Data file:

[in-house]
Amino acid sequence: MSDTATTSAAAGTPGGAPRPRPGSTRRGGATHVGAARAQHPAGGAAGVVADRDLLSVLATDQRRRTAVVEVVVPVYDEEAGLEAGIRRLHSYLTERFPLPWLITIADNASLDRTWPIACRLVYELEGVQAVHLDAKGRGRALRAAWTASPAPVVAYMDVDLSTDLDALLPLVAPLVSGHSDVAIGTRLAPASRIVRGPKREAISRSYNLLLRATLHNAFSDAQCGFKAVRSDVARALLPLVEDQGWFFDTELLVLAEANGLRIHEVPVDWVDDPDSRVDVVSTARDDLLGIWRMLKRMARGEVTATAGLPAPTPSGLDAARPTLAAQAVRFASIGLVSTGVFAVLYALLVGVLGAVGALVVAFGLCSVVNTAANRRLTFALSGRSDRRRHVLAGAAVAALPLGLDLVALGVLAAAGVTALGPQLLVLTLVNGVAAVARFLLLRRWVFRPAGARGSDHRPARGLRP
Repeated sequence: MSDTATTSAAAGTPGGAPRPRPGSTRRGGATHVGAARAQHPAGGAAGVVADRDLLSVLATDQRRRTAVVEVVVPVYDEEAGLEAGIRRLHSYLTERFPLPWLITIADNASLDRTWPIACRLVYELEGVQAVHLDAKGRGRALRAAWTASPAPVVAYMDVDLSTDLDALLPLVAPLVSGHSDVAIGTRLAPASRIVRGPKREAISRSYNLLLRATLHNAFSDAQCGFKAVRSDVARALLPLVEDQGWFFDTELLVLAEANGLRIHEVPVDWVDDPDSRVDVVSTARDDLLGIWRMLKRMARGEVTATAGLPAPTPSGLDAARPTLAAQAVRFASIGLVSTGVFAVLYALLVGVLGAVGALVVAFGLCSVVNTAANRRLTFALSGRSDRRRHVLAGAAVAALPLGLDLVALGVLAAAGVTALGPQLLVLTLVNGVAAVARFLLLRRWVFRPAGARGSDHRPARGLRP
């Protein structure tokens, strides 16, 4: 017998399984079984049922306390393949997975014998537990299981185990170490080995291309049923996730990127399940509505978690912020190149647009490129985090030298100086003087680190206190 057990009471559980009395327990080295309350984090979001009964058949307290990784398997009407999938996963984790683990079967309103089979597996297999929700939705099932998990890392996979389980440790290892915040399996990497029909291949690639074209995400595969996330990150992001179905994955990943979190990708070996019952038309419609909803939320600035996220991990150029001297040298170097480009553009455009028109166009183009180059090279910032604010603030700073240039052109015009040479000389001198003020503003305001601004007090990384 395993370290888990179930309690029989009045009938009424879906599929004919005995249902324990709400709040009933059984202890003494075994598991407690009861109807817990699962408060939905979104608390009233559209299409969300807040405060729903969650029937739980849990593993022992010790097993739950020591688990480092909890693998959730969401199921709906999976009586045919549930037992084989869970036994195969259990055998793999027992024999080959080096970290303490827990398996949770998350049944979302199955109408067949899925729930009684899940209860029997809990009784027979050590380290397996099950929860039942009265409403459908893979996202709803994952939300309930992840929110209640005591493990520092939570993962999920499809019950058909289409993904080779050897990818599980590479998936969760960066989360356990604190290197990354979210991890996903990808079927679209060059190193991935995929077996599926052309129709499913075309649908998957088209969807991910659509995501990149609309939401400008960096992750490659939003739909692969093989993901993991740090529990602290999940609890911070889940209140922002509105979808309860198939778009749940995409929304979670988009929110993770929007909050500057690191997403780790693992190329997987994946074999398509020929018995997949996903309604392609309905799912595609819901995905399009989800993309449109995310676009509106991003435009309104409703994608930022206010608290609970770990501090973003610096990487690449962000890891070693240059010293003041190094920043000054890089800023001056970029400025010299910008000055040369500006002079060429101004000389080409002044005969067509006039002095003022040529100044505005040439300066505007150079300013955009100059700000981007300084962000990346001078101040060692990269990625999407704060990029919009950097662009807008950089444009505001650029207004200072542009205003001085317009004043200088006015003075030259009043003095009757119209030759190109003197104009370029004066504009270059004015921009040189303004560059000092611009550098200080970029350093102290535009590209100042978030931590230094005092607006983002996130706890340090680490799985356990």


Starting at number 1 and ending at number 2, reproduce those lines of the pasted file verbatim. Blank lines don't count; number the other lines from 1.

[in-house]
Amino acid sequence: MSDTATTSAAAGTPGGAPRPRPGSTRRGGATHVGAARAQHPAGGAAGVVADRDLLSVLATDQRRRTAVVEVVVPVYDEEAGLEAGIRRLHSYLTERFPLPWLITIADNASLDRTWPIACRLVYELEGVQAVHLDAKGRGRALRAAWTASPAPVVAYMDVDLSTDLDALLPLVAPLVSGHSDVAIGTRLAPASRIVRGPKREAISRSYNLLLRATLHNAFSDAQCGFKAVRSDVARALLPLVEDQGWFFDTELLVLAEANGLRIHEVPVDWVDDPDSRVDVVSTARDDLLGIWRMLKRMARGEVTATAGLPAPTPSGLDAARPTLAAQAVRFASIGLVSTGVFAVLYALLVGVLGAVGALVVAFGLCSVVNTAANRRLTFALSGRSDRRRHVLAGAAVAALPLGLDLVALGVLAAAGVTALGPQLLVLTLVNGVAAVARFLLLRRWVFRPAGARGSDHRPARGLRP